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A new, environmentally-friendly school, will be officially opened today in Llanelli.
Ysgol Gymraeg Ffwrnes has been funded jointly by the Welsh Government and Carmarthenshire County Council.
It has been rated BREEAM “Outstanding” because of its environmentally-friendly features, including rainwater harvesting, external planting areas, solar panels and renewable energy sources.
When we invest in major capital projects like Ysgol Ffwrnes we are not only investing in the school and the futures of young people but also local communities.
This construction has provided training and employment opportunities which have benefited the local economy. I’m sure that pupils and teachers of Ysgol Ffwrnes will enjoy their new school for many years to come.
Parents and pupils in St Davids are due to hold a public meeting tonight, to fight plans to close the sixth form at Ysgol Dewi Sant.
It is the only secondary school in the city - and was under threat of being closed altogether - before Pembrokeshire County Council last week changed those hugely controversial plans.
Watch report: Parents and pupils celebrate St Davids school reprieve
The sixth form only is now due to be closed, due to a forecasted fall in student numbers.
Post-16 provision would be provided at a new integrated sixth form centre, as part of a formal collaboration between the council and Pembrokeshire College.
Other proposals include the closure of Sir Thomas Picton School and Tasker Milward VC School in Haverfordwest, with a new Welsh medium secondary school to be established.
Pembrokeshire County Council is aiming to improve school standards, and invest in poor school buildings. Its plans are now due to go to official public consultation before final approval can be given.
Shadow Welsh Secretary Owen Smith has dismissed as "ignorance" and "smears" today's speech by Secretary of State Stephen Crabb on standards in Welsh education. Mr Crabb has accused Labour of trying to prevent debate after the Welsh Government's furious reaction to his comment in a newspaper that schools in Wales are "a bigger scandal than the NHS".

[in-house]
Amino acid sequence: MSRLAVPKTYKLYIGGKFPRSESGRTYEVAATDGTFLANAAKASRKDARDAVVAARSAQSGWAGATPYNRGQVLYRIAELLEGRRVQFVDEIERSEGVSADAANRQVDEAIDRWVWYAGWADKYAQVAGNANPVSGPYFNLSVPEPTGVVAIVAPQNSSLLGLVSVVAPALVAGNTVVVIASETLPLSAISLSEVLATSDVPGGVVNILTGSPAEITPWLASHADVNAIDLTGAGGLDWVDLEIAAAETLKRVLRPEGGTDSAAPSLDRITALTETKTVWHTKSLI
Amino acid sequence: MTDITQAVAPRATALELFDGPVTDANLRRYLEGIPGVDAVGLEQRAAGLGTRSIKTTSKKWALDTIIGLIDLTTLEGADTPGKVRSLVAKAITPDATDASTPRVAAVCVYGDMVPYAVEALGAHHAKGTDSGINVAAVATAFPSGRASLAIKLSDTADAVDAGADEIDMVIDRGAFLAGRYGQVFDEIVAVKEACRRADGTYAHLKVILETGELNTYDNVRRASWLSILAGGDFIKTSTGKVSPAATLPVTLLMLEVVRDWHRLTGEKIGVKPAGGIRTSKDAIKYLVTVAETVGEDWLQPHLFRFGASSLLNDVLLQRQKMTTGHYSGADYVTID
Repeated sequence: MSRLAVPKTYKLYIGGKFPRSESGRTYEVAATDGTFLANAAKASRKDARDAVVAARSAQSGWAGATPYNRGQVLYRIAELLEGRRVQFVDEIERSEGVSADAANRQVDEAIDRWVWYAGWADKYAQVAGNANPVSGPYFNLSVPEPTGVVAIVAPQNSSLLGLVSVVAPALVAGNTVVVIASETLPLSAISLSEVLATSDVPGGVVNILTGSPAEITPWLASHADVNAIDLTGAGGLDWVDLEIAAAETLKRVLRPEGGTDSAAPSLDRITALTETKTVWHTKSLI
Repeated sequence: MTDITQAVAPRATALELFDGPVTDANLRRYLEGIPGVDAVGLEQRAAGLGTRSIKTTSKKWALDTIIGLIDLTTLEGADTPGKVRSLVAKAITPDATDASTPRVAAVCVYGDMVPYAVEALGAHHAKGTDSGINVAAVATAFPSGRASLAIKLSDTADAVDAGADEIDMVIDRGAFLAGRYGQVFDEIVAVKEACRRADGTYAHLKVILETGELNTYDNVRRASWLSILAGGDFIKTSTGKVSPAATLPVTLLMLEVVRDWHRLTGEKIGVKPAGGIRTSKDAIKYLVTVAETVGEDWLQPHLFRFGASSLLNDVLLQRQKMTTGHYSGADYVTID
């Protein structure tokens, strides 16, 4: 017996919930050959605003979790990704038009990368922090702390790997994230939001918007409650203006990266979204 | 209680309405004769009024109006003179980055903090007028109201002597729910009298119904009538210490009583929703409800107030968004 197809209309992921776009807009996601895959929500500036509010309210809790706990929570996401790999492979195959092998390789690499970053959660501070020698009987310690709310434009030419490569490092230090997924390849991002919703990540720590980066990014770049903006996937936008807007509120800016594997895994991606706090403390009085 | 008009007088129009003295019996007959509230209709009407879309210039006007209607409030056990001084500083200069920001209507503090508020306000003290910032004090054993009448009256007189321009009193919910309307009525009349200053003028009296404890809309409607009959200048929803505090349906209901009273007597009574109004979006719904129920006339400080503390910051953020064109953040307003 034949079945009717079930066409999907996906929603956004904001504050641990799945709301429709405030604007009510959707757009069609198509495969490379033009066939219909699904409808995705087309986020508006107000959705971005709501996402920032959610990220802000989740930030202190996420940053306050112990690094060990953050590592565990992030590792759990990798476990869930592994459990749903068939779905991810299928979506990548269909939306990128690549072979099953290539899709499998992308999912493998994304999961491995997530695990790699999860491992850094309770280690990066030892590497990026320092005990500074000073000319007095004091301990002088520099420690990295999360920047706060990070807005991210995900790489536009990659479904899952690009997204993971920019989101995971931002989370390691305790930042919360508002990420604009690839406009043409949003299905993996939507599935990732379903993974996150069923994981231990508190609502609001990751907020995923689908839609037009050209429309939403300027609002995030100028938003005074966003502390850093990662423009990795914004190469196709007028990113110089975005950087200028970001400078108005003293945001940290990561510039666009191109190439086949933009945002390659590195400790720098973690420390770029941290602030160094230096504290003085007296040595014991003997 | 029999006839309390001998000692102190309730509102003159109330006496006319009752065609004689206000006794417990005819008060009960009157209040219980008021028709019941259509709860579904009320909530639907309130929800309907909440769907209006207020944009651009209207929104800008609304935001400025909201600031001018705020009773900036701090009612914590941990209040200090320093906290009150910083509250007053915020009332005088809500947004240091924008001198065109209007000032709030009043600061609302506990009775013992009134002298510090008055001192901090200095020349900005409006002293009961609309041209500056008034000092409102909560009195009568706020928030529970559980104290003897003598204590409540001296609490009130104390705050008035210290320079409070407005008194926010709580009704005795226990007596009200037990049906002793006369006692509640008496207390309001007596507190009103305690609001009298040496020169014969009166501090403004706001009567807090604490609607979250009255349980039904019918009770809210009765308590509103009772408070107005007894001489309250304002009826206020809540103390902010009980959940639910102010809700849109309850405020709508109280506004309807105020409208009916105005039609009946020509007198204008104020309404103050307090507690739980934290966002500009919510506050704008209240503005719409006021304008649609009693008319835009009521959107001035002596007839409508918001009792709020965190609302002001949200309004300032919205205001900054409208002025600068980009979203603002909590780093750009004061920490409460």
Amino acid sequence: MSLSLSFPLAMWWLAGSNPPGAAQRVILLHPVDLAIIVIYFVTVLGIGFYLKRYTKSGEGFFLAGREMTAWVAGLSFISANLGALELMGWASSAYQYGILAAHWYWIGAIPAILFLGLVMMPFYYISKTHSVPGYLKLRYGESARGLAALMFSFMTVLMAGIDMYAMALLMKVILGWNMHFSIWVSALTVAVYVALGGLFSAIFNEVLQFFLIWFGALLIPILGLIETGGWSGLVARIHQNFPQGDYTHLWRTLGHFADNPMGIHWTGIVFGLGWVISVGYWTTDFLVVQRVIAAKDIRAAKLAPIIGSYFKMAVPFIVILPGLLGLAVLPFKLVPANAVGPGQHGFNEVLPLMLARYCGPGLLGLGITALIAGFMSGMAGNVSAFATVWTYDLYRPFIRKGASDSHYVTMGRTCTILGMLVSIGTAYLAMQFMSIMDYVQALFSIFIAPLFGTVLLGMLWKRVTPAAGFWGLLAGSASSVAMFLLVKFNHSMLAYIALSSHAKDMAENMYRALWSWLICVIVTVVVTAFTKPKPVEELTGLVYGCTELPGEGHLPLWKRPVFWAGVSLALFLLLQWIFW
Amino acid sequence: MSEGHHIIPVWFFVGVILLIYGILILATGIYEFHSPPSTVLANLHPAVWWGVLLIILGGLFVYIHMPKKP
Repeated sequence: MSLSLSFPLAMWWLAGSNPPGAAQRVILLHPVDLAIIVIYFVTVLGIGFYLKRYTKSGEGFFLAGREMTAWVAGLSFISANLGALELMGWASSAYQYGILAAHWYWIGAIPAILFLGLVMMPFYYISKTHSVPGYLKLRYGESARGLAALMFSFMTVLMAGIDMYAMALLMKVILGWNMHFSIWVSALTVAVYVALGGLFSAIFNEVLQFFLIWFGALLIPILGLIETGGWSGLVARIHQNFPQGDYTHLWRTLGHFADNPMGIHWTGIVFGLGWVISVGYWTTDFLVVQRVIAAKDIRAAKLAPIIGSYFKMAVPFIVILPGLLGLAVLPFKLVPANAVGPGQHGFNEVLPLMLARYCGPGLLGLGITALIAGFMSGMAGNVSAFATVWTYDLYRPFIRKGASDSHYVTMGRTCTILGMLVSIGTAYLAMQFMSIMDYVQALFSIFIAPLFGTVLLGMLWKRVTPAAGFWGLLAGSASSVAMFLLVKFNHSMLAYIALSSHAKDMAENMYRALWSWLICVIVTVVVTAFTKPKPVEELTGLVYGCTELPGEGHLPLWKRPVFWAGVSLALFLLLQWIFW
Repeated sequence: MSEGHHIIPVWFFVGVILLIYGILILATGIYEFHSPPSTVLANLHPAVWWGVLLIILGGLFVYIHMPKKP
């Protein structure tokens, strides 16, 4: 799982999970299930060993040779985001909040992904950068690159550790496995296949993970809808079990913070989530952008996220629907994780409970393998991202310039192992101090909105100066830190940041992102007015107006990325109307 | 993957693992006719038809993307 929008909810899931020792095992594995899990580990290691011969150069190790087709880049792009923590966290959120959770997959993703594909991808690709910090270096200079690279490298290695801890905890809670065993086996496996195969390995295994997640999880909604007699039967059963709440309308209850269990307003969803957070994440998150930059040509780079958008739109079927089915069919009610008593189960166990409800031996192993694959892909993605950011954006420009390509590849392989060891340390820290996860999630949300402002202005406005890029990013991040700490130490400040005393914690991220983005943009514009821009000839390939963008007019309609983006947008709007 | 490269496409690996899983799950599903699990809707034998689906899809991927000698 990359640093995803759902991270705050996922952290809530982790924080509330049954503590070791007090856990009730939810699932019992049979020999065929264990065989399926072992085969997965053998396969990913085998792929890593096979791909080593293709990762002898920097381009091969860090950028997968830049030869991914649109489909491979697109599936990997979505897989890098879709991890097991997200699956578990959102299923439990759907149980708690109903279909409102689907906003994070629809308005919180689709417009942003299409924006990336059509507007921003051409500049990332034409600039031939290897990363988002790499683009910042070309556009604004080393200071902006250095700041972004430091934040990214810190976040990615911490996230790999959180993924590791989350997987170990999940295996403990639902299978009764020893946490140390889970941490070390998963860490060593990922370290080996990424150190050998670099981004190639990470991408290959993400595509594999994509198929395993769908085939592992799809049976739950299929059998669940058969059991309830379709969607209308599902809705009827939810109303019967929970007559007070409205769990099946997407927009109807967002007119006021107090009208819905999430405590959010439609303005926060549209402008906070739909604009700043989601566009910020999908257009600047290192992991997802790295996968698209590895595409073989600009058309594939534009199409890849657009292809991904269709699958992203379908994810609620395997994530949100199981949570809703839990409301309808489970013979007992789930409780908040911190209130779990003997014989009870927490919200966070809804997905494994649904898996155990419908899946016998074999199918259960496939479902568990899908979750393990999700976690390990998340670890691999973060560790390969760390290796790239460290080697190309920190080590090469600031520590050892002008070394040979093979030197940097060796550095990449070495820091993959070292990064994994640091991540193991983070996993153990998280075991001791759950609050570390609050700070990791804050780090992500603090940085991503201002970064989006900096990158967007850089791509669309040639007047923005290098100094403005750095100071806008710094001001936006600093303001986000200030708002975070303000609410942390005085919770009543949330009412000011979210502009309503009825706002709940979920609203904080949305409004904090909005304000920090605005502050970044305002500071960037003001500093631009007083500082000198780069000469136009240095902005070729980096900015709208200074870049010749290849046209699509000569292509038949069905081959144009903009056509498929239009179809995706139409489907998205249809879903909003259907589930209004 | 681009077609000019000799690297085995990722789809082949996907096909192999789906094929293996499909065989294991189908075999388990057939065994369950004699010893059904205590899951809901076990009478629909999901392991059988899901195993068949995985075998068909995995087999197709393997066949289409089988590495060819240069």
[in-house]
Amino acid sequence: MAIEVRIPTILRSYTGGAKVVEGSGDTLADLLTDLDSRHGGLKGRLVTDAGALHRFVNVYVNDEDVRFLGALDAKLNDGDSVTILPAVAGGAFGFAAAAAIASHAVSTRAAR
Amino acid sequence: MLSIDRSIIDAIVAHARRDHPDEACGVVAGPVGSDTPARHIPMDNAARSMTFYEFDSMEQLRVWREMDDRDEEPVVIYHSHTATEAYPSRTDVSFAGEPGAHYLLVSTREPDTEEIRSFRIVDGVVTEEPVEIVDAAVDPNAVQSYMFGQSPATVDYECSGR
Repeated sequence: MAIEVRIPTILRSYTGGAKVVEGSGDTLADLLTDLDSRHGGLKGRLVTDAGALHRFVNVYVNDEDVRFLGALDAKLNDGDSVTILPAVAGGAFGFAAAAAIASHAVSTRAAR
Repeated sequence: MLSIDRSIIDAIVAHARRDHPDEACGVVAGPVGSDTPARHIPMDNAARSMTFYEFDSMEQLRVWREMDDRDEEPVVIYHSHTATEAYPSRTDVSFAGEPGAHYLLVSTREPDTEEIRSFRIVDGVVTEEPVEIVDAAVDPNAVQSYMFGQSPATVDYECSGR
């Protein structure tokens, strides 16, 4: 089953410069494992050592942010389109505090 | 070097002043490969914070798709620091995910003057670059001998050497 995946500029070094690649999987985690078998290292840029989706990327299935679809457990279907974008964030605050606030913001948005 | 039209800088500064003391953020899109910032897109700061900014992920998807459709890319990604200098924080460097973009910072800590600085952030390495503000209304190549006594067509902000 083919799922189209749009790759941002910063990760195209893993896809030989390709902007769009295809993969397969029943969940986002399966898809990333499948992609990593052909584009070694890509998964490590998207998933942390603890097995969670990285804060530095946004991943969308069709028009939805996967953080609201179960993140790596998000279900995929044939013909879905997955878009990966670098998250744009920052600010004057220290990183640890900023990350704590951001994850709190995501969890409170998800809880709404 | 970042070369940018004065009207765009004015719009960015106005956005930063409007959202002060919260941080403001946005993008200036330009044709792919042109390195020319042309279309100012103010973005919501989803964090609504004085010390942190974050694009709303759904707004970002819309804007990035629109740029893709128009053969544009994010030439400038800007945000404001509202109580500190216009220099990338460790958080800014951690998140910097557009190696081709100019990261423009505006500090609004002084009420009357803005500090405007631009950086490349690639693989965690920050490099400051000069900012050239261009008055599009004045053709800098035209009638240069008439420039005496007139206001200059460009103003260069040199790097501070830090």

Stephen Crabb is becoming a disingenuous, smiling assassin of the reputation of our Welsh schools and hospitals. Only a few weeks ago he called on his Cabinet colleagues to mind their language about Wales, lest they create a false and damaging impression of our country with their politically motivated attacks on the Welsh NHS. Yet today he himself declared Welsh schools as ‘worse than Eastern Europe’, in ignorance of the facts and in a naked attempt to score political points ahead of the election – no matter the damage done to Wales’ reputation abroad, nor the morale of our pupils and teachers at home.
In his speech, Mr Crabb recalls his own education – like mine and the First Minister’s - in a Welsh Comprehensive, but the prescription he hints at - for the failings he falsely describes - is for Wales to go down the route of scrapping comprehensive education and creating instead autonomous academies, as in England. He fails to point out, of course, that a higher proportion of these academies are failing than of their local authority run equivalents, but that will surprise no one here in Wales: we are used to Tory Ministers smiling sweetly as they smear.
Welsh Secretary Stephen Crabb is expected to renew his criticism of school standards in Wales when he makes a speech later. His claim that Welsh education "is a bigger scandal than the NHS" led to Education Minister Huw Lewis to accuse the Secretary of State of indulging in "gutter politics". Mr Crabb is due to respond by saying that Wales needs more "heated debate" about the issue.